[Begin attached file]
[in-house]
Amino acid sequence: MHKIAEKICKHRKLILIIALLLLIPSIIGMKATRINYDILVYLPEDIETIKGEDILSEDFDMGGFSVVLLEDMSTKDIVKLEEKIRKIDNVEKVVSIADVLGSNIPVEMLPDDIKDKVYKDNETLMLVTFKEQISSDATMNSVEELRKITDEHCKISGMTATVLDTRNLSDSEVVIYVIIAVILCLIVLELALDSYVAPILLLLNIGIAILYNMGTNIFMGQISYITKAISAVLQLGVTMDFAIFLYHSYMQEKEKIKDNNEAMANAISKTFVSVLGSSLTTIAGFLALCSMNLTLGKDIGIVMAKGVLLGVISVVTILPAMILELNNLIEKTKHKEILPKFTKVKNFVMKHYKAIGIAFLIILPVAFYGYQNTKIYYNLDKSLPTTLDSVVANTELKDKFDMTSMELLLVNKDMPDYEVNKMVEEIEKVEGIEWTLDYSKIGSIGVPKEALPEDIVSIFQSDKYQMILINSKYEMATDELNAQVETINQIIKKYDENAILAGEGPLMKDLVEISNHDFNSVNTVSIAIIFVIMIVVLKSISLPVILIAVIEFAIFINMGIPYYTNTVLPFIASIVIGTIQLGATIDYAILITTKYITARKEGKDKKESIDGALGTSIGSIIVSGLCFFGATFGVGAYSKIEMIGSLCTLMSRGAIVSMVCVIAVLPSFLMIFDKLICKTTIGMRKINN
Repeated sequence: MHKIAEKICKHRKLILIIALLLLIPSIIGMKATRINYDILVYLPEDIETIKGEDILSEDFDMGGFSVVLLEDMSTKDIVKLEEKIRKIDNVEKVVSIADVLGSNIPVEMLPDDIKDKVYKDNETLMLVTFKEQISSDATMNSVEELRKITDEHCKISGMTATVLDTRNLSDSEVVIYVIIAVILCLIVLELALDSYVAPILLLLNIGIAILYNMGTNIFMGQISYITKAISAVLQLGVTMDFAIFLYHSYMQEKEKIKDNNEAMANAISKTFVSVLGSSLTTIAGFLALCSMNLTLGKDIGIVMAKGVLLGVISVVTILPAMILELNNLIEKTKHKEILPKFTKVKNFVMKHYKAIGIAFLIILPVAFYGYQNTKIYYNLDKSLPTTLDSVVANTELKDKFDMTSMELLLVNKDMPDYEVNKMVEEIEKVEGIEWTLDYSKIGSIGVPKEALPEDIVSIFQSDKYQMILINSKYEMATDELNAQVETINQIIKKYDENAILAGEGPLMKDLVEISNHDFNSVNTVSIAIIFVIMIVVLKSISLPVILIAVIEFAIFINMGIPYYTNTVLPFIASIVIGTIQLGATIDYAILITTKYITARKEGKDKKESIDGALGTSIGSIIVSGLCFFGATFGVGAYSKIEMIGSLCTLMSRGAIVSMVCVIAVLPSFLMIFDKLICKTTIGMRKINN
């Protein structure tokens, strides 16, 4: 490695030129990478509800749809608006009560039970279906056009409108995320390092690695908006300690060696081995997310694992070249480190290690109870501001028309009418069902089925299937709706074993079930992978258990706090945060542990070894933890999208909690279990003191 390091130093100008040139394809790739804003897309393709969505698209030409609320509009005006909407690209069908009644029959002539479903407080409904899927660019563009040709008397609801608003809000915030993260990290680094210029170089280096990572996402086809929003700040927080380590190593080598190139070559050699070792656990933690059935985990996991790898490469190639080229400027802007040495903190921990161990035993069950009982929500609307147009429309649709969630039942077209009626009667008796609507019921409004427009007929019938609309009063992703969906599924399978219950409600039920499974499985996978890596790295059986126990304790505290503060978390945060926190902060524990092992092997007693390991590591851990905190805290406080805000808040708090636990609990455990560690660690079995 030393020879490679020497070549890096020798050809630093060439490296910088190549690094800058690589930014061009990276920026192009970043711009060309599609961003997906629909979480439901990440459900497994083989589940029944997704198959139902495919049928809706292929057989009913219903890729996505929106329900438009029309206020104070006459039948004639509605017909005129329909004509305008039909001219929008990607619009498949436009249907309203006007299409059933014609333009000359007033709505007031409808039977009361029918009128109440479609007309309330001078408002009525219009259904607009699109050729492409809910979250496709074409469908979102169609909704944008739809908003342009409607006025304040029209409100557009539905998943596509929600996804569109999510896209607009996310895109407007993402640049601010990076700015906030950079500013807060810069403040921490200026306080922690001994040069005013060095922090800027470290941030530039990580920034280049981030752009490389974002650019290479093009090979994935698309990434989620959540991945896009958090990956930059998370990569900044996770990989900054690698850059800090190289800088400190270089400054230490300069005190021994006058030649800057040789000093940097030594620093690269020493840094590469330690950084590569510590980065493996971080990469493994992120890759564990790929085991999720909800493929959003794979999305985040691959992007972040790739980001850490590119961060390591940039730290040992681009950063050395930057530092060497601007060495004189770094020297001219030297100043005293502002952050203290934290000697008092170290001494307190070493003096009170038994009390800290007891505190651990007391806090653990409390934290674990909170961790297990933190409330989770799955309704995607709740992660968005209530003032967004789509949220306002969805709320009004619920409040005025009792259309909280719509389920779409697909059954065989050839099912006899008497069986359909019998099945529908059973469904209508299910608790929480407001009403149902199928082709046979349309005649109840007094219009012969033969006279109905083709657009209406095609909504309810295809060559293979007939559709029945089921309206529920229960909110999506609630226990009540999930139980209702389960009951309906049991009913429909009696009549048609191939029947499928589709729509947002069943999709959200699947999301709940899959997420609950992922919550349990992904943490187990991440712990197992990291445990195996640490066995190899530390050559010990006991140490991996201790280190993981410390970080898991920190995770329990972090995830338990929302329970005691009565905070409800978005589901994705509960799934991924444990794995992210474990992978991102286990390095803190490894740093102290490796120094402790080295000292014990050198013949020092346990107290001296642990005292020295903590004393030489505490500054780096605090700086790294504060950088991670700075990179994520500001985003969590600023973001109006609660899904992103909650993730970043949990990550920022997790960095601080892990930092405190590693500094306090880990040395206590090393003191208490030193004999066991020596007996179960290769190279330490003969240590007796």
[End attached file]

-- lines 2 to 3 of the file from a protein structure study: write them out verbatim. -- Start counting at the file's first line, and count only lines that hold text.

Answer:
Amino acid sequence: MHKIAEKICKHRKLILIIALLLLIPSIIGMKATRINYDILVYLPEDIETIKGEDILSEDFDMGGFSVVLLEDMSTKDIVKLEEKIRKIDNVEKVVSIADVLGSNIPVEMLPDDIKDKVYKDNETLMLVTFKEQISSDATMNSVEELRKITDEHCKISGMTATVLDTRNLSDSEVVIYVIIAVILCLIVLELALDSYVAPILLLLNIGIAILYNMGTNIFMGQISYITKAISAVLQLGVTMDFAIFLYHSYMQEKEKIKDNNEAMANAISKTFVSVLGSSLTTIAGFLALCSMNLTLGKDIGIVMAKGVLLGVISVVTILPAMILELNNLIEKTKHKEILPKFTKVKNFVMKHYKAIGIAFLIILPVAFYGYQNTKIYYNLDKSLPTTLDSVVANTELKDKFDMTSMELLLVNKDMPDYEVNKMVEEIEKVEGIEWTLDYSKIGSIGVPKEALPEDIVSIFQSDKYQMILINSKYEMATDELNAQVETINQIIKKYDENAILAGEGPLMKDLVEISNHDFNSVNTVSIAIIFVIMIVVLKSISLPVILIAVIEFAIFINMGIPYYTNTVLPFIASIVIGTIQLGATIDYAILITTKYITARKEGKDKKESIDGALGTSIGSIIVSGLCFFGATFGVGAYSKIEMIGSLCTLMSRGAIVSMVCVIAVLPSFLMIFDKLICKTTIGMRKINN
Repeated sequence: MHKIAEKICKHRKLILIIALLLLIPSIIGMKATRINYDILVYLPEDIETIKGEDILSEDFDMGGFSVVLLEDMSTKDIVKLEEKIRKIDNVEKVVSIADVLGSNIPVEMLPDDIKDKVYKDNETLMLVTFKEQISSDATMNSVEELRKITDEHCKISGMTATVLDTRNLSDSEVVIYVIIAVILCLIVLELALDSYVAPILLLLNIGIAILYNMGTNIFMGQISYITKAISAVLQLGVTMDFAIFLYHSYMQEKEKIKDNNEAMANAISKTFVSVLGSSLTTIAGFLALCSMNLTLGKDIGIVMAKGVLLGVISVVTILPAMILELNNLIEKTKHKEILPKFTKVKNFVMKHYKAIGIAFLIILPVAFYGYQNTKIYYNLDKSLPTTLDSVVANTELKDKFDMTSMELLLVNKDMPDYEVNKMVEEIEKVEGIEWTLDYSKIGSIGVPKEALPEDIVSIFQSDKYQMILINSKYEMATDELNAQVETINQIIKKYDENAILAGEGPLMKDLVEISNHDFNSVNTVSIAIIFVIMIVVLKSISLPVILIAVIEFAIFINMGIPYYTNTVLPFIASIVIGTIQLGATIDYAILITTKYITARKEGKDKKESIDGALGTSIGSIIVSGLCFFGATFGVGAYSKIEMIGSLCTLMSRGAIVSMVCVIAVLPSFLMIFDKLICKTTIGMRKINN